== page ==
MUSIC: Surrey’s Good for Grapes given luxury of time to learn ‘The Ropes’

It’s been a big year for Good for Grapes, which in 2014 earned $102,700 for winning the Peak Performance Project talent contest

The band Good for Grapes

SURREY — Good for Grapes is a little more country, a bit more rock ‘n’ roll on its sophomore record, called The Ropes and released on Oct. 2.

Exhibit “A” is the album’s raucous, honky-tonkin’ first single, “Waiting on a Ghost,” which signals a slight change in musical direction for the Surrey-rooted band.

The high-energy, indie-folk vibe is still very much in play, but chief songwriter Daniel McBurnie’s growing love of pedal steel and Ryan Adams records has apparently led the band down a different path.

“I kind of became obsessed with that instrument (pedal steel) between this album and the last one (2013’s Man on the Page),” McBurnie told the Now.

The singer-guitarist had written a bunch of songs (“more than enough for an album”) that were all but replaced in favour of the ones heard on The Ropes, he said.

“As it goes, you kind of elaborate on the songs, dig into them and, as time goes by, sometimes you set them free because you can’t relate to them as much anymore,” he explained.

Pedal steel player John Sponarski guest-performed on The Ropes, augmenting the joyful, harmony-filled sounds made by an expanded band, now a septet and ready to roll across Canada on a fall tour that includes a Nov. 12 date at Vancouver’s Imperial.

It’s been a big year for Good for Grapes, which in 2014 earned $102,700 for winning the Peak Performance Project talent contest.

The prize money gave the band the luxury of time to tighten The Ropes’ 11 songs, recorded at The Warehouse (Bryan Adams’ Gastown-area studio) and produced by Howard Redekopp.

“We were on a timeline already, to get things done, and I really don’t know how that would have gone had we not won the Peak (prize), because it just helped so much,” McBurnie elaborated.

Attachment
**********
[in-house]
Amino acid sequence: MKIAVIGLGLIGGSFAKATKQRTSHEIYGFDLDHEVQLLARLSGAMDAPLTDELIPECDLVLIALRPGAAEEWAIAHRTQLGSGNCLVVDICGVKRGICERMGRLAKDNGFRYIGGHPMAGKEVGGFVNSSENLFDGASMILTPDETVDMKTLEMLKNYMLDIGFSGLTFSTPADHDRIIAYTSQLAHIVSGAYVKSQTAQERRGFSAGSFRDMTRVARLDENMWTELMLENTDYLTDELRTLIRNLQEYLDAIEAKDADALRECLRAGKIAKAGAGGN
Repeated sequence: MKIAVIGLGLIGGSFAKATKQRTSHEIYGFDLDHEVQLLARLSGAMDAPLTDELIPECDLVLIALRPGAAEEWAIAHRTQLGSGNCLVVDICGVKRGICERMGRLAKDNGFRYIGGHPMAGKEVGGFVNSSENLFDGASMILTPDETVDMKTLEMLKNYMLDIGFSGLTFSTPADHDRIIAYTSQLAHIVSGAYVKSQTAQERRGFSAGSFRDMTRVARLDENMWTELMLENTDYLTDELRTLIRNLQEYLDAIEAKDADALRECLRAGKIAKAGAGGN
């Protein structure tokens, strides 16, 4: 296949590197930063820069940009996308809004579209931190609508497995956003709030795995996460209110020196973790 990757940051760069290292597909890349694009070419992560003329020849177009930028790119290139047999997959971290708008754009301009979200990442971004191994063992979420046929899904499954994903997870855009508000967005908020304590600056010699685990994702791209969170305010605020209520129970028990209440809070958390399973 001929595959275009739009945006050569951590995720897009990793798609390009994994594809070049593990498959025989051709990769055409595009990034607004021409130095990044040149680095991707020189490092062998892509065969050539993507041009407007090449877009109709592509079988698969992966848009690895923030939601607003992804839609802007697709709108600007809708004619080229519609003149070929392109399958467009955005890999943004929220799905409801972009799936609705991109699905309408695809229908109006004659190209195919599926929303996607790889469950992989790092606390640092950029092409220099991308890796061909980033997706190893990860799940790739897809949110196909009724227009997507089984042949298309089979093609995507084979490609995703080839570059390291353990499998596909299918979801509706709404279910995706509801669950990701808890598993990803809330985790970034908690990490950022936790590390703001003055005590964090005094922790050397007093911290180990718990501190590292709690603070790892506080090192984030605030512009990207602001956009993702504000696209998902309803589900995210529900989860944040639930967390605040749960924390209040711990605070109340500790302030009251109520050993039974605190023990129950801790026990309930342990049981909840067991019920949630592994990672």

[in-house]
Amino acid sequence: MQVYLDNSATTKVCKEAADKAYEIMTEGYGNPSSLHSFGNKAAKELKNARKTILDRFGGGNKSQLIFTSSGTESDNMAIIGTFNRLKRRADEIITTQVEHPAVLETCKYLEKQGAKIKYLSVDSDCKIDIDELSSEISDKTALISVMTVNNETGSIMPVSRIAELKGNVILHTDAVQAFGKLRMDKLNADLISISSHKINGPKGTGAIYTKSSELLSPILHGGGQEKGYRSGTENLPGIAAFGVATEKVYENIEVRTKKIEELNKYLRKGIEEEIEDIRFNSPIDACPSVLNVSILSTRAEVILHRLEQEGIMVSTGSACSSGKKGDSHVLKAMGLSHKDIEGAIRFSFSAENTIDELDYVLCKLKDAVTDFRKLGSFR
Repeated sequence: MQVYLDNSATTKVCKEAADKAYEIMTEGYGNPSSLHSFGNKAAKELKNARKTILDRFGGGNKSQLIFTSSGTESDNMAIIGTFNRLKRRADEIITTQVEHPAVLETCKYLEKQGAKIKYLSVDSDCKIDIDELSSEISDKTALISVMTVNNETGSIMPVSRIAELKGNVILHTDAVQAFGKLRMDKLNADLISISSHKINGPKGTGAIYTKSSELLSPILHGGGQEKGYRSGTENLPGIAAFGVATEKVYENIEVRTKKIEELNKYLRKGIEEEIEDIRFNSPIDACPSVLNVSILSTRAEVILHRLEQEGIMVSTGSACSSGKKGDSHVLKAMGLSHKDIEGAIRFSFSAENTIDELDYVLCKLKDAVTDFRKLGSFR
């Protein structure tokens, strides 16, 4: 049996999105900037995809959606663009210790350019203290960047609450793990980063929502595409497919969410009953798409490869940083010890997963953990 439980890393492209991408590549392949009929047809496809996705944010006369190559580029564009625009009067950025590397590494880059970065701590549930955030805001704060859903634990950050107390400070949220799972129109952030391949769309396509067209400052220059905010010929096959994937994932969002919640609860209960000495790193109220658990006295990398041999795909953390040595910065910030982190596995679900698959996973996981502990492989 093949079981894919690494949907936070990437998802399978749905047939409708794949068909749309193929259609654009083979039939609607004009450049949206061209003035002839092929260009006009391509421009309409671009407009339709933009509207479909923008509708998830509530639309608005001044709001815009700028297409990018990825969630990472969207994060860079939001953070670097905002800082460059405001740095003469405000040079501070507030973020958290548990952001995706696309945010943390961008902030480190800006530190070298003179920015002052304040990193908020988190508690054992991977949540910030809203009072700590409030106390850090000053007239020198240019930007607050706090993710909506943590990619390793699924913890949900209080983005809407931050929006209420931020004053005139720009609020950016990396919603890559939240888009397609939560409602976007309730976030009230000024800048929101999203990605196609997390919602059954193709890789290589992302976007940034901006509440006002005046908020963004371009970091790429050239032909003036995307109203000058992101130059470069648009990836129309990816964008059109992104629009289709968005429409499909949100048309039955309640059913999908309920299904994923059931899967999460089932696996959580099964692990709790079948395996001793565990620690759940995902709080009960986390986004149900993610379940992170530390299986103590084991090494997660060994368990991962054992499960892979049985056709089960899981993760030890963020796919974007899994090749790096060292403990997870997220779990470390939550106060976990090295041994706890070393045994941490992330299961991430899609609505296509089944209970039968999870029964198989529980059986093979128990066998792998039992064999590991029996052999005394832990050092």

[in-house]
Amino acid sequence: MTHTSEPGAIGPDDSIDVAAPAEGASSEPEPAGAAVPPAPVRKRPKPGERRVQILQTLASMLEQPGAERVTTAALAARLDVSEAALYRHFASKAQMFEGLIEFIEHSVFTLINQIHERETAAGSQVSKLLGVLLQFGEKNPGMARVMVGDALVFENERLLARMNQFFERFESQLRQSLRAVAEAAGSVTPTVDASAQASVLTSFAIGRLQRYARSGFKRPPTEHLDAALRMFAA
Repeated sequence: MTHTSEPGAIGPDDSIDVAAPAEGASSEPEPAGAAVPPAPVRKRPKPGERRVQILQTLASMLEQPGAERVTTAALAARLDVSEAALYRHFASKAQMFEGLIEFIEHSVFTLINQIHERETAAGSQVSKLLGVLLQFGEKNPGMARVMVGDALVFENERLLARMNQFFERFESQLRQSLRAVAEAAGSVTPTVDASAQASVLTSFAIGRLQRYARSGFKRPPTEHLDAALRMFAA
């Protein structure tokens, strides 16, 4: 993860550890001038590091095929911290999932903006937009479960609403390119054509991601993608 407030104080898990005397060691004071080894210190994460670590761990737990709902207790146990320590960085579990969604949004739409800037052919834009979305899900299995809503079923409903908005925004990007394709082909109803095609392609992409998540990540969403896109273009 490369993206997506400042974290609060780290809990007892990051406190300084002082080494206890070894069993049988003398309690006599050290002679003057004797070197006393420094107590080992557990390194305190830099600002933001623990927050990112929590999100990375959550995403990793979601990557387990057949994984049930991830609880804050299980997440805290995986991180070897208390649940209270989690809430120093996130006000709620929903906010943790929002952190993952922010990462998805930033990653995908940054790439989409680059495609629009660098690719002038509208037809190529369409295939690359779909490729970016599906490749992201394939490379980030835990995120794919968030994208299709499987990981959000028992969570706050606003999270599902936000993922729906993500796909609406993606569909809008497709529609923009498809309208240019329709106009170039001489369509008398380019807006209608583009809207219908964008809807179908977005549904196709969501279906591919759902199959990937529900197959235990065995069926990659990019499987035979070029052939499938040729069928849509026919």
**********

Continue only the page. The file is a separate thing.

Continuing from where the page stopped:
“Like, it funded our entire record and took the stress out. We were thinking we’d have to crowd-fund it. It took the stress out of the uncertainty of going into an album, where you have bunch of songs and you believe in them, but the money is always an issue and you have to stress about exactly how you’re going to get the most bang for your buck.

“For me,” he continued, “I always like to spend time on stuff in the studio, to take care and not rush things, so it was really nice to have all those days in Howard’s (home) studio just kind of digesting and thinking about the soundscape. It was really valuable.”

On the new album, that soundscape is improved by the addition of trombone, cello and violin on many of the catchy tracks.

McBurnie, who recently moved to East Vancouver, was among Good for Grapes band members who spent time mentoring teens at a day-long Band-Aid music camp at Surrey Arts Centre in September. Topics included “tour survival” and songwriting.

“We got to talk to a bunch of youth who are doing their thing, at a few different stages of their careers,” McBurnie recalled. “Some were just thinking about starting a band, doing music, and others had been songwriting for awhile.… A lot of them were kinda far from the whole tour-survival thing so we just talked about all sorts of things, our stories, and tried to help them as much as we could.

“Those events are cool,” he added, “because they kind of bring us to the other side, because we’re still getting taught ourselves, learning things, so it’s about trying to be a good example.”

The Ropes can be heard online at Beatroute.ca/2015/09/25/album-premiere-folk-rock-troubadours-good-for-grapes-show-us-the-ropes.

 

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